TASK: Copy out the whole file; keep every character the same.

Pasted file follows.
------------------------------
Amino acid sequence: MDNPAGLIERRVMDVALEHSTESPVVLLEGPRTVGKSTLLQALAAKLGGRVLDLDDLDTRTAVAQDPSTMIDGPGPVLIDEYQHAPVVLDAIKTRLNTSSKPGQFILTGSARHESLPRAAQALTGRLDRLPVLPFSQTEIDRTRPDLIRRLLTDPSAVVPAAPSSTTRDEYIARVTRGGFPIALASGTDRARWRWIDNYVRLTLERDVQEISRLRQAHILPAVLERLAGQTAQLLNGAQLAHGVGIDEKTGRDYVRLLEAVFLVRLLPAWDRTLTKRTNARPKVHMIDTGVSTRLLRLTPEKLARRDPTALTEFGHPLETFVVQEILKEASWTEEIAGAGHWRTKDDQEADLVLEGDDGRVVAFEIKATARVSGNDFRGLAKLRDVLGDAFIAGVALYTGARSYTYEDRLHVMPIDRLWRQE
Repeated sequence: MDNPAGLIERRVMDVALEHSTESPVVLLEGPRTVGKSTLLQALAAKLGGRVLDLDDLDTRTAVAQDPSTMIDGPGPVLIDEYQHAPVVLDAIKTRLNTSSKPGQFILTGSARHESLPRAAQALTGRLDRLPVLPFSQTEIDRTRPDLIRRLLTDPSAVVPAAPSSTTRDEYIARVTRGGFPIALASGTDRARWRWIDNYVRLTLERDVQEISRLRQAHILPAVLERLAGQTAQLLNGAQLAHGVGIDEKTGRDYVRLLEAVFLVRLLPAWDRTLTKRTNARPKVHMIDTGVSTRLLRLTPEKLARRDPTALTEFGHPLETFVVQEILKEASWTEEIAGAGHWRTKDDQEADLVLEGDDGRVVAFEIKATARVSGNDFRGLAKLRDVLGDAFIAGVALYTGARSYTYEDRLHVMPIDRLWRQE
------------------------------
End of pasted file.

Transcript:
Amino acid sequence: MDNPAGLIERRVMDVALEHSTESPVVLLEGPRTVGKSTLLQALAAKLGGRVLDLDDLDTRTAVAQDPSTMIDGPGPVLIDEYQHAPVVLDAIKTRLNTSSKPGQFILTGSARHESLPRAAQALTGRLDRLPVLPFSQTEIDRTRPDLIRRLLTDPSAVVPAAPSSTTRDEYIARVTRGGFPIALASGTDRARWRWIDNYVRLTLERDVQEISRLRQAHILPAVLERLAGQTAQLLNGAQLAHGVGIDEKTGRDYVRLLEAVFLVRLLPAWDRTLTKRTNARPKVHMIDTGVSTRLLRLTPEKLARRDPTALTEFGHPLETFVVQEILKEASWTEEIAGAGHWRTKDDQEADLVLEGDDGRVVAFEIKATARVSGNDFRGLAKLRDVLGDAFIAGVALYTGARSYTYEDRLHVMPIDRLWRQE
Repeated sequence: MDNPAGLIERRVMDVALEHSTESPVVLLEGPRTVGKSTLLQALAAKLGGRVLDLDDLDTRTAVAQDPSTMIDGPGPVLIDEYQHAPVVLDAIKTRLNTSSKPGQFILTGSARHESLPRAAQALTGRLDRLPVLPFSQTEIDRTRPDLIRRLLTDPSAVVPAAPSSTTRDEYIARVTRGGFPIALASGTDRARWRWIDNYVRLTLERDVQEISRLRQAHILPAVLERLAGQTAQLLNGAQLAHGVGIDEKTGRDYVRLLEAVFLVRLLPAWDRTLTKRTNARPKVHMIDTGVSTRLLRLTPEKLARRDPTALTEFGHPLETFVVQEILKEASWTEEIAGAGHWRTKDDQEADLVLEGDDGRVVAFEIKATARVSGNDFRGLAKLRDVLGDAFIAGVALYTGARSYTYEDRLHVMPIDRLWRQE